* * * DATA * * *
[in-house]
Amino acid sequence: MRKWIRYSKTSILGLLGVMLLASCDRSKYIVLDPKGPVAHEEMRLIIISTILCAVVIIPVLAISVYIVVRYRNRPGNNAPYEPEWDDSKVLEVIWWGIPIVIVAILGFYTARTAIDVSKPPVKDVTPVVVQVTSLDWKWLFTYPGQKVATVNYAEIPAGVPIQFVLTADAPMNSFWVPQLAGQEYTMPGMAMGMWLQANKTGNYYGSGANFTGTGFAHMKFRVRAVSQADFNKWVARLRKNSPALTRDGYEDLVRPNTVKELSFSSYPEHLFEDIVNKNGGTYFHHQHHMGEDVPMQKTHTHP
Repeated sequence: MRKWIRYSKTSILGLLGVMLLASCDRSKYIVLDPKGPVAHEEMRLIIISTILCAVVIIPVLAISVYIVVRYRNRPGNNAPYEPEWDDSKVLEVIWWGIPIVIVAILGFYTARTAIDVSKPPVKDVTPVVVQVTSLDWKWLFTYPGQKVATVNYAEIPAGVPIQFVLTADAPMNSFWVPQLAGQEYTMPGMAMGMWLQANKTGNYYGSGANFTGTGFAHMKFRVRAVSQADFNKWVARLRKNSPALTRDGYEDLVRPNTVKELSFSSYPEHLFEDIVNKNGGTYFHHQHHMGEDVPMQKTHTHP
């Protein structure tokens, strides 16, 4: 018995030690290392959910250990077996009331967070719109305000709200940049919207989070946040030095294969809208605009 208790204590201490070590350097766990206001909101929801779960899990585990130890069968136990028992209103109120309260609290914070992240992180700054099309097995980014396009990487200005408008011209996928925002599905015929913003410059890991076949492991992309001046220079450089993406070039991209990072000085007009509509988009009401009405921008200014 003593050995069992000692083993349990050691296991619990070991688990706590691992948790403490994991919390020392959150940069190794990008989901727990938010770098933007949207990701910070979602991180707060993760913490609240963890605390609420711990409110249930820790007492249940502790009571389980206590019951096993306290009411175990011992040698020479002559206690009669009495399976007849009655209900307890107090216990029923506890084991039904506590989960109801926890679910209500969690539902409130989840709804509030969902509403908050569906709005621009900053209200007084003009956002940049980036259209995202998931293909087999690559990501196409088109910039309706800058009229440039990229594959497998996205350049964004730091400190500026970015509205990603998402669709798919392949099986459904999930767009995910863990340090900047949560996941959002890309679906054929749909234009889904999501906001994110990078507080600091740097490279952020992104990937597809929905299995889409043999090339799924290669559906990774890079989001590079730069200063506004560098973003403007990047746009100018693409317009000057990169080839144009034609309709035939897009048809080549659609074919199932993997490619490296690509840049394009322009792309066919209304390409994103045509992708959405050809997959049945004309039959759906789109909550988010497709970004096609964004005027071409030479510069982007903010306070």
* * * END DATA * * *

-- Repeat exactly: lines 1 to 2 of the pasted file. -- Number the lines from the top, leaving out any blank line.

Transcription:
[in-house]
Amino acid sequence: MRKWIRYSKTSILGLLGVMLLASCDRSKYIVLDPKGPVAHEEMRLIIISTILCAVVIIPVLAISVYIVVRYRNRPGNNAPYEPEWDDSKVLEVIWWGIPIVIVAILGFYTARTAIDVSKPPVKDVTPVVVQVTSLDWKWLFTYPGQKVATVNYAEIPAGVPIQFVLTADAPMNSFWVPQLAGQEYTMPGMAMGMWLQANKTGNYYGSGANFTGTGFAHMKFRVRAVSQADFNKWVARLRKNSPALTRDGYEDLVRPNTVKELSFSSYPEHLFEDIVNKNGGTYFHHQHHMGEDVPMQKTHTHP